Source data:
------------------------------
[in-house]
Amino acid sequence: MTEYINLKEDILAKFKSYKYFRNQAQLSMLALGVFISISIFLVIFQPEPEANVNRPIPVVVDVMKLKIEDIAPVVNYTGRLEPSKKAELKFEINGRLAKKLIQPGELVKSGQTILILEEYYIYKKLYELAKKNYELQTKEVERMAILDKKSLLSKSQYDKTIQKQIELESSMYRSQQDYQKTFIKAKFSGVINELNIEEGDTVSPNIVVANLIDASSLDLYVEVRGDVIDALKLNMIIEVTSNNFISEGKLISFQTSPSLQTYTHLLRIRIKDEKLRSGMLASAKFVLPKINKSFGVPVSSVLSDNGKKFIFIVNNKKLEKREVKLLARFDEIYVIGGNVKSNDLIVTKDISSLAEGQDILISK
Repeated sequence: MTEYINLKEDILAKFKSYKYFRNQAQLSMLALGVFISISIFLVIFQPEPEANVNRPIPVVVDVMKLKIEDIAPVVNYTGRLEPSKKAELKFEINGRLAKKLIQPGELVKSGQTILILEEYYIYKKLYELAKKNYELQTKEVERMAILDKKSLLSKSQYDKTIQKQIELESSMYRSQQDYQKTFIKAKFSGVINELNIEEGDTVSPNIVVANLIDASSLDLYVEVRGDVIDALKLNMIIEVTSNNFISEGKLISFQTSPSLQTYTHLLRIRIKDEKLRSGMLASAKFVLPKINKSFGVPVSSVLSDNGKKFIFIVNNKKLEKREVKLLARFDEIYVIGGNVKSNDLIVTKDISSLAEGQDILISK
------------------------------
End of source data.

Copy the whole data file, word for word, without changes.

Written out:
[in-house]
Amino acid sequence: MTEYINLKEDILAKFKSYKYFRNQAQLSMLALGVFISISIFLVIFQPEPEANVNRPIPVVVDVMKLKIEDIAPVVNYTGRLEPSKKAELKFEINGRLAKKLIQPGELVKSGQTILILEEYYIYKKLYELAKKNYELQTKEVERMAILDKKSLLSKSQYDKTIQKQIELESSMYRSQQDYQKTFIKAKFSGVINELNIEEGDTVSPNIVVANLIDASSLDLYVEVRGDVIDALKLNMIIEVTSNNFISEGKLISFQTSPSLQTYTHLLRIRIKDEKLRSGMLASAKFVLPKINKSFGVPVSSVLSDNGKKFIFIVNNKKLEKREVKLLARFDEIYVIGGNVKSNDLIVTKDISSLAEGQDILISK
Repeated sequence: MTEYINLKEDILAKFKSYKYFRNQAQLSMLALGVFISISIFLVIFQPEPEANVNRPIPVVVDVMKLKIEDIAPVVNYTGRLEPSKKAELKFEINGRLAKKLIQPGELVKSGQTILILEEYYIYKKLYELAKKNYELQTKEVERMAILDKKSLLSKSQYDKTIQKQIELESSMYRSQQDYQKTFIKAKFSGVINELNIEEGDTVSPNIVVANLIDASSLDLYVEVRGDVIDALKLNMIIEVTSNNFISEGKLISFQTSPSLQTYTHLLRIRIKDEKLRSGMLASAKFVLPKINKSFGVPVSSVLSDNGKKFIFIVNNKKLEKREVKLLARFDEIYVIGGNVKSNDLIVTKDISSLAEGQDILISK